Used to measure the fluorescence spectra 
Generic Instrument Description
Plate readers (also known as microplate readers) are laboratory instruments designed to detect biological, chemical or physical events of samples in microtiter plates. They are widely used in research, drug discovery, bioassay validation, quality control and manufacturing processes in the pharmaceutical and biotechnological industry and academic organizations. Sample reactions can be assayed in 6-1536 well format microtiter plates. The most common microplate format used in academic research laboratories or clinical diagnostic laboratories is 96-well (8 by 12 matrix) with a typical reaction volume between 100 and 200 uL per well. Higher density microplates (384- or 1536-well microplates) are typically used for screening applications, when throughput (number of samples per day processed) and assay cost per sample become critical parameters, with a typical assay volume between 5 and 50 µL per well. Common detection modes for microplate assays are absorbance, fluorescence intensity, luminescence, time-resolved fluorescence, and fluorescence polarization. From: http://en.wikipedia.org/wiki/Plate_reader, 2014-09-0-23.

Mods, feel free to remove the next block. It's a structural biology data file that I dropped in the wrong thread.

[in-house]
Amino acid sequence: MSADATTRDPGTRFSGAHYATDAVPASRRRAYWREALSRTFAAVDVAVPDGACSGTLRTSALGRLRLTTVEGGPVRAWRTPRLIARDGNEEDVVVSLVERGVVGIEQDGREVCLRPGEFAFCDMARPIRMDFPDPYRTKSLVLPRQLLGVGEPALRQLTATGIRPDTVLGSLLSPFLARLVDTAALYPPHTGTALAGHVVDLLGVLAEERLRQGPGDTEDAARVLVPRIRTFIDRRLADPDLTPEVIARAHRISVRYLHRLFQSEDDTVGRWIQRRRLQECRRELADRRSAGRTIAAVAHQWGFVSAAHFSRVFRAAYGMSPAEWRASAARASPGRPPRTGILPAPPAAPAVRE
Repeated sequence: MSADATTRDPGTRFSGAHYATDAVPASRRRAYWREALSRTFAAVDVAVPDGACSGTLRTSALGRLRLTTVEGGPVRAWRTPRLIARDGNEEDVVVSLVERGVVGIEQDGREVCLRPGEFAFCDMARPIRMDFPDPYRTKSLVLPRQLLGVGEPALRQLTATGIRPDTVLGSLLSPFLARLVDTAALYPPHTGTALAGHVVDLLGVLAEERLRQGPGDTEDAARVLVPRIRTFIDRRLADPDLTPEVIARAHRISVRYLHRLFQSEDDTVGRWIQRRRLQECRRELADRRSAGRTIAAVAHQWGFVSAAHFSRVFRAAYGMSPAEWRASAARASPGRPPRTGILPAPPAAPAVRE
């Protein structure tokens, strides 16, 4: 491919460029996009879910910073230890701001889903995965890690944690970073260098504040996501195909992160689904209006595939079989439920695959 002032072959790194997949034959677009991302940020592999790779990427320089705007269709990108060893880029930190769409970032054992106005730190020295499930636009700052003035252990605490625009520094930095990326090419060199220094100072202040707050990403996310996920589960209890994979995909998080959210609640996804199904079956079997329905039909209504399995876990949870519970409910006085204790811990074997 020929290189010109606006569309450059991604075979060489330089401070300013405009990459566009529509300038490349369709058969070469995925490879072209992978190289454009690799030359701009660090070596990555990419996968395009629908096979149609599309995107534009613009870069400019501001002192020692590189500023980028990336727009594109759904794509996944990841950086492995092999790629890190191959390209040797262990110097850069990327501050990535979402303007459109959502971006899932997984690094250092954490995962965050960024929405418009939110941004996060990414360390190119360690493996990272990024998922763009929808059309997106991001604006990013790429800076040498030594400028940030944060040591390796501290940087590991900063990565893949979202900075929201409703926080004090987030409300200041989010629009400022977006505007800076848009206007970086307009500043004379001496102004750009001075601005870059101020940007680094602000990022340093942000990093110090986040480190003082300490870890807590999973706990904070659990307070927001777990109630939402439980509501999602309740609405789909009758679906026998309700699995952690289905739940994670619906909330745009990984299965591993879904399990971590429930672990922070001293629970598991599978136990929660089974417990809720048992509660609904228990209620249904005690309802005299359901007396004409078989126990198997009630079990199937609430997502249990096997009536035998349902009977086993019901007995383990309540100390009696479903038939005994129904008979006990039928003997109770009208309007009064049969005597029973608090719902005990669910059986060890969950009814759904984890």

Dataset-specific Instrument Name
centrifuge
Generic Instrument Name
Centrifuge
Dataset-specific Description
Used to create a pellet of cells.
Generic Instrument Description
A machine with a rapidly rotating container that applies centrifugal force to its contents, typically to separate fluids of different densities (e.g., cream from milk) or liquids from solids.


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Project Information

Dimensions: Collaborative Research: Genetic, functional and phylogenetic diversity determines marine phytoplankton community responses to changing temperature and nutrients (Phytoplankton Community Responses)

Coverage: Narragansett Bay, RI and Bermuda, Bermuda Atlantic Time-series Study (BATS)